Zao Wou-ki


This long-awaited oil on canvas by Zao Wou-ki registered €2,691,800, exceeding its estimate. Including the buyer's premium, it posted a French record for the artist, beating a 1964 oil on canvas, "1.12.64" (130 x 89 cm), which sold for €2,561,500 (hammer price: €2.2 M) on 3 December at Sotheby’s in Paris. The title/date of the one here, "24.10.68", places it in a year full of upheavals, 1968, which involved both social and political unrest in France and a personal tragedy for the artist. His second wife, May, suffered from fragile psychological health. They met in Hong Kong in 1958, when she was an actress. She turned to sculpture in around 1963 in Paris. In his autobiography, "Autoportrait", Zao wrote, ‘I then discovered something I never knew existed before: mental imbalance […]. For me, and above all for May, all those years were a total nightmare.’ From 1968 onwards, things went from bad to worse, and the artist declared himself exhausted. May finally died in 1972. In the catalogue of the exhibition staged in late 2007 at the Château-museum of Nemours, Daniel Marchesseau wrote that ‘May's long illness intensified the artist's work. It resonates with a sense of rebellion imbued with a powerful romanticism, like a discordant cry from the Asian artist, whose emotions were always contained.’ This painting bears witness to this muted heartbreak, resolving the painter's torments in its material. Henri Michaux wrote, ‘As we all know, Zao Wou-ki's paintings have a particular virtue: they are good for the soul.’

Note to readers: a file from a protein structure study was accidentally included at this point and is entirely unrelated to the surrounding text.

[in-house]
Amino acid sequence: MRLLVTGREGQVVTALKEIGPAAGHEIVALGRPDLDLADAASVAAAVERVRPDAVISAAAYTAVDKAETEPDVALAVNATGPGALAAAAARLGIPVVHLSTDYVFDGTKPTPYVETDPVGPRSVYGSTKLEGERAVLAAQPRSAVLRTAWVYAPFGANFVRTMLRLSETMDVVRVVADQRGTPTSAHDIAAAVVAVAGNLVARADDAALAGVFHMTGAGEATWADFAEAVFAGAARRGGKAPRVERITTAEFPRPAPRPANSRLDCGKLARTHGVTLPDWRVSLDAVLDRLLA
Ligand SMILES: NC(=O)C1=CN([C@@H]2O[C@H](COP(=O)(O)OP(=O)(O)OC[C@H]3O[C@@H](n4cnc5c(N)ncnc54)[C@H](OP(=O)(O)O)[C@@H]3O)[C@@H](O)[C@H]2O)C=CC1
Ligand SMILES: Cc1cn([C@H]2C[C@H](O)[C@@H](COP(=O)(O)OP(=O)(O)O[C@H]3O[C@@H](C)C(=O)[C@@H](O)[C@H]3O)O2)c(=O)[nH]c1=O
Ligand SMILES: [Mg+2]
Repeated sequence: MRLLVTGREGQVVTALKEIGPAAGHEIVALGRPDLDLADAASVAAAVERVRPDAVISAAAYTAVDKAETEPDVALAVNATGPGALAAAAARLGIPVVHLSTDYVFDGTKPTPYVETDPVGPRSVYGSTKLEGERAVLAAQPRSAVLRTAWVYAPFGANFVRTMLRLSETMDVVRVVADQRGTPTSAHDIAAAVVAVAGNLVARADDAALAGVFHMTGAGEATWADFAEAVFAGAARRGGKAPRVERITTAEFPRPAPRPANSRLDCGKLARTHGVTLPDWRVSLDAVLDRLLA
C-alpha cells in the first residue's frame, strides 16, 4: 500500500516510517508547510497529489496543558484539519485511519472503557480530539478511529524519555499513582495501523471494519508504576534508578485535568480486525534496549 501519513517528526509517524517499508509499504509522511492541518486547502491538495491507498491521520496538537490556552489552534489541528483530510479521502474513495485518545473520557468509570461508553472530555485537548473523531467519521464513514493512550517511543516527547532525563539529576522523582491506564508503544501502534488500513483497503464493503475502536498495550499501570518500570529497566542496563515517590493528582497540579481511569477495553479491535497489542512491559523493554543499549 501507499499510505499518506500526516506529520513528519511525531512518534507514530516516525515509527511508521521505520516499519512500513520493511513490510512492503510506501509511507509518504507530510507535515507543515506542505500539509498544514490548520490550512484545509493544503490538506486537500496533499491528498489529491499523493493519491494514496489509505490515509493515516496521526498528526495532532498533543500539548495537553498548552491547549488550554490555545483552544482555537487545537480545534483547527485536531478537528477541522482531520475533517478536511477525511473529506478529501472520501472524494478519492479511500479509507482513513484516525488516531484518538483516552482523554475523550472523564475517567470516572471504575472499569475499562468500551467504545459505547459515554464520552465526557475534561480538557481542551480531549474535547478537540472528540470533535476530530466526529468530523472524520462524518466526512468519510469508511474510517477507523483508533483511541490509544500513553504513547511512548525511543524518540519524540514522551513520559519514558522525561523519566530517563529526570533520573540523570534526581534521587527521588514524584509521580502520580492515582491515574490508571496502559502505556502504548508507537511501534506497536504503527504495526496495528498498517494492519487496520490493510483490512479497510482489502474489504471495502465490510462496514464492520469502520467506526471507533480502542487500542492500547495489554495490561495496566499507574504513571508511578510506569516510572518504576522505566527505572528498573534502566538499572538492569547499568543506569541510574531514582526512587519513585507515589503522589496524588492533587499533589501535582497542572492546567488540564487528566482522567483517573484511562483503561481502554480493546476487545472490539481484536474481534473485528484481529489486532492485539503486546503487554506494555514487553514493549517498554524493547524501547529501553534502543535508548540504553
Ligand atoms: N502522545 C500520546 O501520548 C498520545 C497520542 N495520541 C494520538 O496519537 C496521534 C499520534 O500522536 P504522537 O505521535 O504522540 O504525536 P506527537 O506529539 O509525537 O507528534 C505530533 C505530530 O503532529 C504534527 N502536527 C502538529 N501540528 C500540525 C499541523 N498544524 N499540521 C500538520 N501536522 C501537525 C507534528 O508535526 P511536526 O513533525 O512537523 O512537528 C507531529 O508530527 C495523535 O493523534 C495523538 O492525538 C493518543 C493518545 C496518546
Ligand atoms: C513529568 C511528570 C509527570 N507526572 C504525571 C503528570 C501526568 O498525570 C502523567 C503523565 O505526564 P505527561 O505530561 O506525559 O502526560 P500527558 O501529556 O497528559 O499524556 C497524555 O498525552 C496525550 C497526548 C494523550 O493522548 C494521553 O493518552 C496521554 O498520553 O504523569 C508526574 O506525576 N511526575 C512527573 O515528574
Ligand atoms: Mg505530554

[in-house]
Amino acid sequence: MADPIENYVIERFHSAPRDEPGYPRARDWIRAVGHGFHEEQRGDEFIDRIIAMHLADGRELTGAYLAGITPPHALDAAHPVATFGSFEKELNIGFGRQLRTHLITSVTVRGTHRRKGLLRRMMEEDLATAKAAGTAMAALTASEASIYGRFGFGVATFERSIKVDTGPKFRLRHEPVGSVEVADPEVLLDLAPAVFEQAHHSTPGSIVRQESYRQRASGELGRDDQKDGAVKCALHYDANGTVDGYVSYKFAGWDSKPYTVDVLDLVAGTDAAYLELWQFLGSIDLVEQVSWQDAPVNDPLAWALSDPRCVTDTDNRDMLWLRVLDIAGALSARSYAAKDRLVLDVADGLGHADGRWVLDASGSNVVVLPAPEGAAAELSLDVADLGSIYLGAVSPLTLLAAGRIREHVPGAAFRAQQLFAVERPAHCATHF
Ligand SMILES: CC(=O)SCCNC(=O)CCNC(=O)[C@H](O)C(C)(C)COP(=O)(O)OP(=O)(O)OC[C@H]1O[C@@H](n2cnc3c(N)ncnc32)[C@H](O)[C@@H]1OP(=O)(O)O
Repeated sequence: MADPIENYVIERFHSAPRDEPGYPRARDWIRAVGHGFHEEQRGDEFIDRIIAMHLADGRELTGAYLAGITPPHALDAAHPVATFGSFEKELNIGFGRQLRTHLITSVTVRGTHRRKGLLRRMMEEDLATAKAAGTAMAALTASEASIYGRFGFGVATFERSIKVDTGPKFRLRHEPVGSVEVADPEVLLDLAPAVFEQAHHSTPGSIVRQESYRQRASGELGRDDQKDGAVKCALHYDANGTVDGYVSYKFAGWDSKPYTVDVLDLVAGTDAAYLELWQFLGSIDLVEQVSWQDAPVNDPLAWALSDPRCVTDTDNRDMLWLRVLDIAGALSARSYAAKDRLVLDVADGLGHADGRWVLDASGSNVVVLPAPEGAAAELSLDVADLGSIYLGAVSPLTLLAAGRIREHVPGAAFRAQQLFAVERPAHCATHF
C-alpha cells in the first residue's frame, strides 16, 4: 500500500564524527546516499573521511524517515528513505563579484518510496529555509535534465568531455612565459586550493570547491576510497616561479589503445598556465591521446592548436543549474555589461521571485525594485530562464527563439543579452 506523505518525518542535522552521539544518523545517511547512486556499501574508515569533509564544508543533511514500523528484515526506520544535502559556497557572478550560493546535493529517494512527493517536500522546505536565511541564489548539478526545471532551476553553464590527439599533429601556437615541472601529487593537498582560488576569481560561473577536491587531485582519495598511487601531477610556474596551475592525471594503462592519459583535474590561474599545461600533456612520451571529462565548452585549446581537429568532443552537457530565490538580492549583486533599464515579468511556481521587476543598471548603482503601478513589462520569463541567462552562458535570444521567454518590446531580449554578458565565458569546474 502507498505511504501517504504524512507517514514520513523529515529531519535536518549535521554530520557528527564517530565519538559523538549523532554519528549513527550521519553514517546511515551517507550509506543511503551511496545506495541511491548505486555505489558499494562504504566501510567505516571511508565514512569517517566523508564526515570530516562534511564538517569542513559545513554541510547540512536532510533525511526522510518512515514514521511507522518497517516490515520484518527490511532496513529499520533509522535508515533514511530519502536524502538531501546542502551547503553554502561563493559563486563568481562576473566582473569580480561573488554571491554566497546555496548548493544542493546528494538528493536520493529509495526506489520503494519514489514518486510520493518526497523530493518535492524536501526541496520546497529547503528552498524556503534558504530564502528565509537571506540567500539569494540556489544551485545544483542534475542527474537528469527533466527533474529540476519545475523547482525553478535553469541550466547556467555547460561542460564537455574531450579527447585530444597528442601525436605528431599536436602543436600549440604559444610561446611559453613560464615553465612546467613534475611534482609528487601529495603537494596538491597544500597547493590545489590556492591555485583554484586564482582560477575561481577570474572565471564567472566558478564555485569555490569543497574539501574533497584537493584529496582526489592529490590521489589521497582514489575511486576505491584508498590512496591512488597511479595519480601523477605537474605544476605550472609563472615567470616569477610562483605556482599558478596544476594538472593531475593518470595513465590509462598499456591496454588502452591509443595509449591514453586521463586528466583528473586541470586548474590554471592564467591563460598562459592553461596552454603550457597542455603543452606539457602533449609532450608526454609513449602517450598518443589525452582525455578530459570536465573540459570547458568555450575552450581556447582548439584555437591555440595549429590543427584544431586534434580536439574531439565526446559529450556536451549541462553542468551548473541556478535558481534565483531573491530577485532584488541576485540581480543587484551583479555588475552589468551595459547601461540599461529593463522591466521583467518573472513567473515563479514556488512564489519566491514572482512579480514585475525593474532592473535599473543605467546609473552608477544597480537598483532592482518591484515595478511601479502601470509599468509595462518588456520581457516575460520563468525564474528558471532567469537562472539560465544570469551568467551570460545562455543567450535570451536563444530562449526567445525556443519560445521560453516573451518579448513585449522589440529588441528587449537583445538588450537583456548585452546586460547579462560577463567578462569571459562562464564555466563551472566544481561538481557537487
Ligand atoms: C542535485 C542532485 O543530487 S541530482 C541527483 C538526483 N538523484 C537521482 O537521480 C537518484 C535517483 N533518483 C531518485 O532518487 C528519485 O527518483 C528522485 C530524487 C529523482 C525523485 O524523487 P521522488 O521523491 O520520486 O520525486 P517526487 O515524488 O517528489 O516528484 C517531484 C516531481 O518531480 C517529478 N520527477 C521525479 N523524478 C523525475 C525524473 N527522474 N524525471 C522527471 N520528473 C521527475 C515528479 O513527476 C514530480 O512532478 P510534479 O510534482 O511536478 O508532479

.Content - Number 36

Frieze New York, from 9 to 12 May in Randall’s Island Park, Manhattan. The young, avant-garde and highly European fair has now stolen the limelight from the historical Armory Show. A vital stage for conquering the American art market


Art Market Magazine

Souvenirs of the legendary Lutétia Hotel on the Paris Rive Gauche, illustrated books by the Iranian poet Salah Stétié, a Monogold by Yves Klein, a painting by the Dutch artist Eglon Van Der Neer (Great Lady) and funerary furnishings from the 13th Egyptian dynasty are just some of the highlights of the sales in France



China once more features large in the game of auctions, posting some thundering results from Hong Kong to Paris (Chicken Cup from period of Chenghua, oil on canvas by Zao Wou-ki…). And for once, the French decorative arts have followed suit.



"De la Chine aux Arts Décoratifs". For the first time, this exhibition unveils the Paris Musée des Arts Décoratifs' collection of Chinese objets d’art, exceptional for their quality and diversity.



From 23 to 25 May, 35 galleries are opening for the very first "Collectors' Weekend" in France. They are all galleries with well established reputations and a variety of profiles, ranging from the historic (Jean Fournier and Jaeger Bucher) to the more forward-looking (Cortex Athletico and Laurent Mueller).



After the Armory Show, which devoted its fifth "Focus" to China, Art Paris Art Fair included a window onto contemporary Chinese creation. The choice of China was a timely one, because the 50th anniversary of diplomatic relations between France and China involves a series of events in Paris.



The legendary Kunstkammer
has opened again at the Kunsthistorisches Museum (KHM) in Vienna, Austria, following ten years of meticulous restoration in the museum's laboratories. This is the biggest cabinet of curiosities in the world, covering a thousand years of history…



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May 2014 Edition

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